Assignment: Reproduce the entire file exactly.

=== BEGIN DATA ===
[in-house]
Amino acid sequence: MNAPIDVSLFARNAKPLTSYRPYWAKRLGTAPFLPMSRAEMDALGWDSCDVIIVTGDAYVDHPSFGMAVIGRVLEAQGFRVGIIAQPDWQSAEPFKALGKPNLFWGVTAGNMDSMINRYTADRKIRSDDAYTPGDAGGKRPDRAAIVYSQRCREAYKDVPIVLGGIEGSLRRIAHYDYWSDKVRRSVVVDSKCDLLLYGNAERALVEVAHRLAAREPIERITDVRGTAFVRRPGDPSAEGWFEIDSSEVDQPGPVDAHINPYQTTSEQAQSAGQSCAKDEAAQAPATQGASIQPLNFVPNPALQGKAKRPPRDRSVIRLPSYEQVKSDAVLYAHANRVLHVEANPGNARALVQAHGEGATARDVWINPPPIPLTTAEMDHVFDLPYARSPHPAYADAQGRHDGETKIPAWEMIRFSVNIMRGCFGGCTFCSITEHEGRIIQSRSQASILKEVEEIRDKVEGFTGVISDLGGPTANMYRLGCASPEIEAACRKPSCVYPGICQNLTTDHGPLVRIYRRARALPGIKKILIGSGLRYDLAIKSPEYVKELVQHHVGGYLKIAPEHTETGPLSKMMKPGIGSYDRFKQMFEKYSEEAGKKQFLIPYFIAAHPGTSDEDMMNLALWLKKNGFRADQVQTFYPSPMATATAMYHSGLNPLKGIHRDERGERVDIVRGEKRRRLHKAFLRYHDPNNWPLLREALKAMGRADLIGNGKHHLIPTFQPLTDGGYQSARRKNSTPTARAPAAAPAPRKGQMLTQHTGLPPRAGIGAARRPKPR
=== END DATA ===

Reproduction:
[in-house]
Amino acid sequence: MNAPIDVSLFARNAKPLTSYRPYWAKRLGTAPFLPMSRAEMDALGWDSCDVIIVTGDAYVDHPSFGMAVIGRVLEAQGFRVGIIAQPDWQSAEPFKALGKPNLFWGVTAGNMDSMINRYTADRKIRSDDAYTPGDAGGKRPDRAAIVYSQRCREAYKDVPIVLGGIEGSLRRIAHYDYWSDKVRRSVVVDSKCDLLLYGNAERALVEVAHRLAAREPIERITDVRGTAFVRRPGDPSAEGWFEIDSSEVDQPGPVDAHINPYQTTSEQAQSAGQSCAKDEAAQAPATQGASIQPLNFVPNPALQGKAKRPPRDRSVIRLPSYEQVKSDAVLYAHANRVLHVEANPGNARALVQAHGEGATARDVWINPPPIPLTTAEMDHVFDLPYARSPHPAYADAQGRHDGETKIPAWEMIRFSVNIMRGCFGGCTFCSITEHEGRIIQSRSQASILKEVEEIRDKVEGFTGVISDLGGPTANMYRLGCASPEIEAACRKPSCVYPGICQNLTTDHGPLVRIYRRARALPGIKKILIGSGLRYDLAIKSPEYVKELVQHHVGGYLKIAPEHTETGPLSKMMKPGIGSYDRFKQMFEKYSEEAGKKQFLIPYFIAAHPGTSDEDMMNLALWLKKNGFRADQVQTFYPSPMATATAMYHSGLNPLKGIHRDERGERVDIVRGEKRRRLHKAFLRYHDPNNWPLLREALKAMGRADLIGNGKHHLIPTFQPLTDGGYQSARRKNSTPTARAPAAAPAPRKGQMLTQHTGLPPRAGIGAARRPKPR